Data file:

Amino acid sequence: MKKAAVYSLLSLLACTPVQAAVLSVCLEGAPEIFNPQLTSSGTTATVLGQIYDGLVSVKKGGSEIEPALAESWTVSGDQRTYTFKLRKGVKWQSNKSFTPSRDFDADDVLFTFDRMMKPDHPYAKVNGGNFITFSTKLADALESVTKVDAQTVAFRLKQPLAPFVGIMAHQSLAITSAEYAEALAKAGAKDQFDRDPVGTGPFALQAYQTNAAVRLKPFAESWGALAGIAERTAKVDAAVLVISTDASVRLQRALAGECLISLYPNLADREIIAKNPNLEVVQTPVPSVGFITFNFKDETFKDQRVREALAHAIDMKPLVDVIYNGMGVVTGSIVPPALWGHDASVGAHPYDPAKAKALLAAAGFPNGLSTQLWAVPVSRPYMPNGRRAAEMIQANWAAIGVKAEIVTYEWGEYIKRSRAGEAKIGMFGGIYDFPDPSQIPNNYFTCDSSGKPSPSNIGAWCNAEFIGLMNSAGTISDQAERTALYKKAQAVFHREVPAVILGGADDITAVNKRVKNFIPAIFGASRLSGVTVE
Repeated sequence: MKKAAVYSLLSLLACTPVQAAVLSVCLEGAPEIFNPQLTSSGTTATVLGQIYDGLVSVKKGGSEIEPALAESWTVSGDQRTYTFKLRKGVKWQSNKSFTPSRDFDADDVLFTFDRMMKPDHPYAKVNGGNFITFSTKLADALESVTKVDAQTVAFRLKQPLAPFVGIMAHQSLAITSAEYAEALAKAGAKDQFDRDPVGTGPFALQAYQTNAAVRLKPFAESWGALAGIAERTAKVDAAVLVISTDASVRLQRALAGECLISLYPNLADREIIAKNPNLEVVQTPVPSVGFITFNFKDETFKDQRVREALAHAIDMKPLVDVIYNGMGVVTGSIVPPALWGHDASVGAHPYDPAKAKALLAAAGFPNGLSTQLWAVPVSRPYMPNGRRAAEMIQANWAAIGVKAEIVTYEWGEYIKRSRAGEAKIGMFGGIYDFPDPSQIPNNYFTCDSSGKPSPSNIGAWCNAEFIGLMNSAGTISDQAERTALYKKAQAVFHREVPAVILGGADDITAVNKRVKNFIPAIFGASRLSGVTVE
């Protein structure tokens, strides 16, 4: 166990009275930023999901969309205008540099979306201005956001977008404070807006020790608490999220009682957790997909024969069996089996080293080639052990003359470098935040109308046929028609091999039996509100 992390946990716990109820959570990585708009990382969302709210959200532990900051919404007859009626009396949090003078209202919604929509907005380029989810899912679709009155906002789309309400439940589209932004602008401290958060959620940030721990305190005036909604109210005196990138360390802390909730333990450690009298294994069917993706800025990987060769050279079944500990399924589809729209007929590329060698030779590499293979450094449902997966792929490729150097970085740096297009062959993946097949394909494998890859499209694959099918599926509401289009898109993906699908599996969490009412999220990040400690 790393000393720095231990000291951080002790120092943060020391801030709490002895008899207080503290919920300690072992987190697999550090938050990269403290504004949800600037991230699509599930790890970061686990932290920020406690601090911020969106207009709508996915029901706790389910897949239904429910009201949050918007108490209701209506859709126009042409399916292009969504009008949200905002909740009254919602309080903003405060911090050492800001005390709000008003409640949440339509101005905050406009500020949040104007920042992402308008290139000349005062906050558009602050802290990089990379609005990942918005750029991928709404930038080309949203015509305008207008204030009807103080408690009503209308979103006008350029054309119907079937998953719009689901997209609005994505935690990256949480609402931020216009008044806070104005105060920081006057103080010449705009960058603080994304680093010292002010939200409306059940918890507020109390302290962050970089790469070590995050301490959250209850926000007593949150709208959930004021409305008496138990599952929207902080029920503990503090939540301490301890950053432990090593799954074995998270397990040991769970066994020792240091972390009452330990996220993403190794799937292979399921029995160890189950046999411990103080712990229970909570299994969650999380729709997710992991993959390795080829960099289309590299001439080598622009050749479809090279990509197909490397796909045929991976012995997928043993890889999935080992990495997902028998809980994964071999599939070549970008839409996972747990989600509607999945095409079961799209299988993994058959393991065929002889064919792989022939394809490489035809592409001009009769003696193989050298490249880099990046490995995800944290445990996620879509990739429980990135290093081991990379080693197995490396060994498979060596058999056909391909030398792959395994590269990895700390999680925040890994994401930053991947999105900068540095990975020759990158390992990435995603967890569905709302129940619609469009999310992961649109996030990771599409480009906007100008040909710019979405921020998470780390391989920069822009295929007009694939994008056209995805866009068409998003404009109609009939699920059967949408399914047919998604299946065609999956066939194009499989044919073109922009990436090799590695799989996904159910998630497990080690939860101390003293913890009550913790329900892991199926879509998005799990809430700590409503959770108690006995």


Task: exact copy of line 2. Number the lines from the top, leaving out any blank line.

Repeated sequence: MKKAAVYSLLSLLACTPVQAAVLSVCLEGAPEIFNPQLTSSGTTATVLGQIYDGLVSVKKGGSEIEPALAESWTVSGDQRTYTFKLRKGVKWQSNKSFTPSRDFDADDVLFTFDRMMKPDHPYAKVNGGNFITFSTKLADALESVTKVDAQTVAFRLKQPLAPFVGIMAHQSLAITSAEYAEALAKAGAKDQFDRDPVGTGPFALQAYQTNAAVRLKPFAESWGALAGIAERTAKVDAAVLVISTDASVRLQRALAGECLISLYPNLADREIIAKNPNLEVVQTPVPSVGFITFNFKDETFKDQRVREALAHAIDMKPLVDVIYNGMGVVTGSIVPPALWGHDASVGAHPYDPAKAKALLAAAGFPNGLSTQLWAVPVSRPYMPNGRRAAEMIQANWAAIGVKAEIVTYEWGEYIKRSRAGEAKIGMFGGIYDFPDPSQIPNNYFTCDSSGKPSPSNIGAWCNAEFIGLMNSAGTISDQAERTALYKKAQAVFHREVPAVILGGADDITAVNKRVKNFIPAIFGASRLSGVTVE